Lobby reform may have to wait
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Lobby reform may have to wait
BOB MOON: Late this afternoon the House of Representatives began dealing with all of the lobbying reform it seems we may get out of Congress this year. The House resolution would change the rules for lawmakers and make them sign their names to SOME of the pet projects they tack onto spending and tax bills. Those pet projects are called earmarks. Some call them pork. But what happened to all the tough reform talk prompted by all those ethics scandals at the beginning of the year? Marketplace’s Hillary Wicai has the story.
HILLARY WICAI: The guilty pleas of Jack Abramoff and former Rep. Randy Duke Cunningham had a common element: Lobbyists slipping lawmakers money in return for earmarks. On the floor of the House today, California Congressman David Dreier said the spirit behind the earmark rule change is simple.
DAVID DREIER:“We are blowing away the fog of anonymity so the public can have a clear picture of what the projects are, what they cost and who’s sponsoring them.”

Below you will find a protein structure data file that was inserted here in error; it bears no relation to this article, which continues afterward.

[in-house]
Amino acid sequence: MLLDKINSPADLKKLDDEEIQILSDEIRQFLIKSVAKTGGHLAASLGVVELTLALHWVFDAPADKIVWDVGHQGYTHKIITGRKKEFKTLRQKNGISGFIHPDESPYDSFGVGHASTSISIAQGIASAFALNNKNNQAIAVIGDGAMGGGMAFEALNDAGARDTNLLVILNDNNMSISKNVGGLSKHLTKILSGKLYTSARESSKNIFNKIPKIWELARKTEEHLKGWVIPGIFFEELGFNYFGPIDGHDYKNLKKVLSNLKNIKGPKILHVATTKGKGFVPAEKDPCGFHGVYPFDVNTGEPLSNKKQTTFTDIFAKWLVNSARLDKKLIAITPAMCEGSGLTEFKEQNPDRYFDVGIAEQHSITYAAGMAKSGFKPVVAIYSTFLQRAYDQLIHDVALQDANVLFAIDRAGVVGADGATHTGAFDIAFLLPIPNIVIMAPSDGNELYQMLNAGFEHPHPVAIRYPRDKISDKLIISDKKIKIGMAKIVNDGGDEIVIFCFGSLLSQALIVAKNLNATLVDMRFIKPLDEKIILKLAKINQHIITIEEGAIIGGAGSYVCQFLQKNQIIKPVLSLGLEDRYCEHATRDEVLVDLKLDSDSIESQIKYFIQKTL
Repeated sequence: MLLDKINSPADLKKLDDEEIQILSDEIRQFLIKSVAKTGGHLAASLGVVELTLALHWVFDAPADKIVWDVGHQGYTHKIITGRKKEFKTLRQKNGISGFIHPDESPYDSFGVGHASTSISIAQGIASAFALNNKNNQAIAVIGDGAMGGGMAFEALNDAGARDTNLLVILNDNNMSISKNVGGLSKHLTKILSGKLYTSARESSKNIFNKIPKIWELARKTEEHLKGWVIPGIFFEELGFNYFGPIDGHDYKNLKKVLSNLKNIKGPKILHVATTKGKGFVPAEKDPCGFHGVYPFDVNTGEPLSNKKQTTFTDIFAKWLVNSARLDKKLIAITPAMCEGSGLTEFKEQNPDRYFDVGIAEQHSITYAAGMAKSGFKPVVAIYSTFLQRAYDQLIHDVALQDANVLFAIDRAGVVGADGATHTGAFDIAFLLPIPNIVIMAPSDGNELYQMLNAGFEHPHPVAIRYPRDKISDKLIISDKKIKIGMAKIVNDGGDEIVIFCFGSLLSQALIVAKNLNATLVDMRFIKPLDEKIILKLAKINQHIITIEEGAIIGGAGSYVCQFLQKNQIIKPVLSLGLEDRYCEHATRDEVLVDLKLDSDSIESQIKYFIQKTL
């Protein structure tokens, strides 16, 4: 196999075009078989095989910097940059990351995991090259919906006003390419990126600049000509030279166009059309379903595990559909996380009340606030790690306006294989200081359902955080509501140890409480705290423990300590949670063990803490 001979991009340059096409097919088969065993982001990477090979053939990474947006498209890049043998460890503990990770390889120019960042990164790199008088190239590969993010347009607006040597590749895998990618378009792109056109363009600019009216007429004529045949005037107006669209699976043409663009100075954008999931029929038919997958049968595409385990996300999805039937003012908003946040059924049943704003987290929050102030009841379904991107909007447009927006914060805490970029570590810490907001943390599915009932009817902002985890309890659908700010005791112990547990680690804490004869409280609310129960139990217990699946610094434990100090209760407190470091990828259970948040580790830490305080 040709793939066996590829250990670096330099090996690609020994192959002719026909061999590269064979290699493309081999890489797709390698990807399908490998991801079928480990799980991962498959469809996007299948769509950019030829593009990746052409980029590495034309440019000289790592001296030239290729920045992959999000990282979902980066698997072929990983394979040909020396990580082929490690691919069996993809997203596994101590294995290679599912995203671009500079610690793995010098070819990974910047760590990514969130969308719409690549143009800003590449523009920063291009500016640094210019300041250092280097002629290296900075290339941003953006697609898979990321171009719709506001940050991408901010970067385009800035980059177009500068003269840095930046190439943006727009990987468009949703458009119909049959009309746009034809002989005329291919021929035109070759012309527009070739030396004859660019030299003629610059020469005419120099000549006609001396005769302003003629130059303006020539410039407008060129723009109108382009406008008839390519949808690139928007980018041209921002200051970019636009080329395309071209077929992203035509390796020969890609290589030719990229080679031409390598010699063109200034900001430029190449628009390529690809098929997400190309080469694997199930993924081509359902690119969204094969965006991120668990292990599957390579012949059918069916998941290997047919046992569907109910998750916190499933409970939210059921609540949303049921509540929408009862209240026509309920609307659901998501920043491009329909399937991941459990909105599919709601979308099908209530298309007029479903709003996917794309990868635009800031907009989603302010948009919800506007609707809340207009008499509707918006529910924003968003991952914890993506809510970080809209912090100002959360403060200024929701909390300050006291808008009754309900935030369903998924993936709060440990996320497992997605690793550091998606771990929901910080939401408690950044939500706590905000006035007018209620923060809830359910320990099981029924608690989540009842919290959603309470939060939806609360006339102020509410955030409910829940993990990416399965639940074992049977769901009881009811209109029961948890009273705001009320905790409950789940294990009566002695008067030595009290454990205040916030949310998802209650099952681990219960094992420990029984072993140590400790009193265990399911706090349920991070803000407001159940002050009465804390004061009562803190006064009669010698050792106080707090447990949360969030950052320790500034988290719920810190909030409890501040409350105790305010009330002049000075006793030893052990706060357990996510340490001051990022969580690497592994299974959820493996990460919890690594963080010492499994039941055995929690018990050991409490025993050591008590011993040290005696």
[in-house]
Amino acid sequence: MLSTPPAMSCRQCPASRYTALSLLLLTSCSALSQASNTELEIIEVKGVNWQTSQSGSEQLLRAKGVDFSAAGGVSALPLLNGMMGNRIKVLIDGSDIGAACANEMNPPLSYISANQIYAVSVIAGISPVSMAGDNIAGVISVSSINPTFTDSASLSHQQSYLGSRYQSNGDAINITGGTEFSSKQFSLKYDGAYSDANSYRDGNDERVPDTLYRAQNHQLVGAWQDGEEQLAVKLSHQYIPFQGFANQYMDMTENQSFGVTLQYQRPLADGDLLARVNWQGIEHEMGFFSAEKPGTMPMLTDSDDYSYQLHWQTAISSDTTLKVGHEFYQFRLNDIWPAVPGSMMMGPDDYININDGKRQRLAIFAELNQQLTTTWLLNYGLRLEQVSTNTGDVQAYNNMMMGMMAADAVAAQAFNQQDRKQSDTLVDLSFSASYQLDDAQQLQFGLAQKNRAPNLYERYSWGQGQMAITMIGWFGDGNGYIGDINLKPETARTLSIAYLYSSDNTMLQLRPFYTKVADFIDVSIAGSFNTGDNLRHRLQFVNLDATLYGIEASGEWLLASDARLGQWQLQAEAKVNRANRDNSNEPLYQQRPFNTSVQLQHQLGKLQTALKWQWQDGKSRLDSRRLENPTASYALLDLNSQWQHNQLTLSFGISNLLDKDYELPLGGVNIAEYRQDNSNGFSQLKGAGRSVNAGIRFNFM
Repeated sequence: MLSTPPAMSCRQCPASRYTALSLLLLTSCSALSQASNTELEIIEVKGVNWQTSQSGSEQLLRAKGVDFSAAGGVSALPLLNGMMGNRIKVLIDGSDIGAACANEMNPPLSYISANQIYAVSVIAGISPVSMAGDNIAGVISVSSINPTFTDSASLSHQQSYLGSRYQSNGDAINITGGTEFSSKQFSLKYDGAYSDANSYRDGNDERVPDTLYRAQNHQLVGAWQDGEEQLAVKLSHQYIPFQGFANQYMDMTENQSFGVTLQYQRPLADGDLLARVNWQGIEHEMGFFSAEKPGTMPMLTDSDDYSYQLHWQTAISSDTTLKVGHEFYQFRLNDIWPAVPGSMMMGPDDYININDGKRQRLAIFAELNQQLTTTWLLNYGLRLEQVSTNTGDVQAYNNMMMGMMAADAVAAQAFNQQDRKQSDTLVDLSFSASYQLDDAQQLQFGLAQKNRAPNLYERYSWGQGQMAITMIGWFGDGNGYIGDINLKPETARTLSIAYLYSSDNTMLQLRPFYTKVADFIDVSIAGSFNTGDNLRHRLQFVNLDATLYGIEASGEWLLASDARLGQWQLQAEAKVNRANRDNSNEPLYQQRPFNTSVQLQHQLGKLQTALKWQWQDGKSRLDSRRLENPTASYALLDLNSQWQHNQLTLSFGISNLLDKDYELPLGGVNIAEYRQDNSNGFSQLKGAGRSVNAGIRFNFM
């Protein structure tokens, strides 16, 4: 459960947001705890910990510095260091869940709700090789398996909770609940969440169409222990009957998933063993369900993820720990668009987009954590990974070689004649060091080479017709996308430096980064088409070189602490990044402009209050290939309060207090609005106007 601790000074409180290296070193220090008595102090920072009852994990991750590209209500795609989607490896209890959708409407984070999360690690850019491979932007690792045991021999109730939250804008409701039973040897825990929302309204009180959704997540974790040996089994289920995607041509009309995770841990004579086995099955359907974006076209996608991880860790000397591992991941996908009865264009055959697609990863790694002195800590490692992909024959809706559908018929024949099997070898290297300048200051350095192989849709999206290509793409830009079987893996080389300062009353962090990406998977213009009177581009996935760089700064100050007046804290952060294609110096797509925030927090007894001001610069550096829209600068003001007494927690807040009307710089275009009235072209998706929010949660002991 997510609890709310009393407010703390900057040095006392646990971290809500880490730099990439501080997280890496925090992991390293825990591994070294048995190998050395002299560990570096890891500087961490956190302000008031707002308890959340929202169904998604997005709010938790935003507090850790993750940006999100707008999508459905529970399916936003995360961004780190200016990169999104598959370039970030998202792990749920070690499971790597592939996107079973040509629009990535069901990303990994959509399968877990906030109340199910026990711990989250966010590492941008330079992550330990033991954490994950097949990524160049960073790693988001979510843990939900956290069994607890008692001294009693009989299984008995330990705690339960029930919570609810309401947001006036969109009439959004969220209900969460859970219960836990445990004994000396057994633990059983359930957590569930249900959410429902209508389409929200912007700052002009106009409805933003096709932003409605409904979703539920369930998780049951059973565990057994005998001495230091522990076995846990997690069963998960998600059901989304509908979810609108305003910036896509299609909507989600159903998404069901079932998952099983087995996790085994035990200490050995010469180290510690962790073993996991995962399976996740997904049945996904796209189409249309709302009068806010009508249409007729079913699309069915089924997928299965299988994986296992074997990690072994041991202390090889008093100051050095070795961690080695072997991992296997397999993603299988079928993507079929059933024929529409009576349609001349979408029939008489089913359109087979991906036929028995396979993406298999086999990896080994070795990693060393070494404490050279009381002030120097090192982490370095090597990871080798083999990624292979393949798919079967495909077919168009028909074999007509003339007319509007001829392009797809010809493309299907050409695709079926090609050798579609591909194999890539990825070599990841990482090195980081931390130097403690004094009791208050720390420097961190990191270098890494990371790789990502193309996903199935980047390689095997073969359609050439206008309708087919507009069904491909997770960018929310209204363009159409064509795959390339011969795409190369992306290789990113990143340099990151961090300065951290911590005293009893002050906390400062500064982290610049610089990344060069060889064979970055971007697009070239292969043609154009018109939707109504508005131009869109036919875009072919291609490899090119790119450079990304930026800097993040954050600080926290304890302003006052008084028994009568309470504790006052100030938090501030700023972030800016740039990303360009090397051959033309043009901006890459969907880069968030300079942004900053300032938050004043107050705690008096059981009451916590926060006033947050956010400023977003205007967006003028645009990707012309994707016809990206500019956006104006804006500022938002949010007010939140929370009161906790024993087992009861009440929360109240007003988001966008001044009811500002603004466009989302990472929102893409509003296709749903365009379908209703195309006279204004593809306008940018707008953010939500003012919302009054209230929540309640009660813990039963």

But in his remark, even Dreier admitted lawmakers haven’t reached the goal line. The lobbying reform bill that the House passed earlier dropped many of the GOP’s initial big promises. Chellie Pingree with the advocacy group Common Cause says it’s embarrassing.
CHELLIE PINGREE:“Earmarks was the miniscule part of the entire proposal of lobbying reform. It doesn’t restrict lobbyists giving to campaigns. It doesn’t restrict private travel or travel by members of Congress on corporate jets. It doesn’t create any independent ethics commission to actually watchdog and enforce the rules.”
And even though it was just earmarks, Republican House appropriators raised major red flags over today’s resolution. Saying it wouldn’t apply equally to all earmarks. Reform advocate Fred Wertheimer of Democracy 21 says lobbying reform will likely be up to the next Congress.
FRED WERTHEIMER:“This issue is not going to go away. There will be a major battle in the next Congress to do something real about the Congressional corruption scandals.”
The House’s lobbying reform bill is also very different than the one the Senate passed. And it doesn’t seem likely the disparities will be ironed out before lawmakers leave for November elections.
In Washington, I’m Hillary Wicai for Marketplace.
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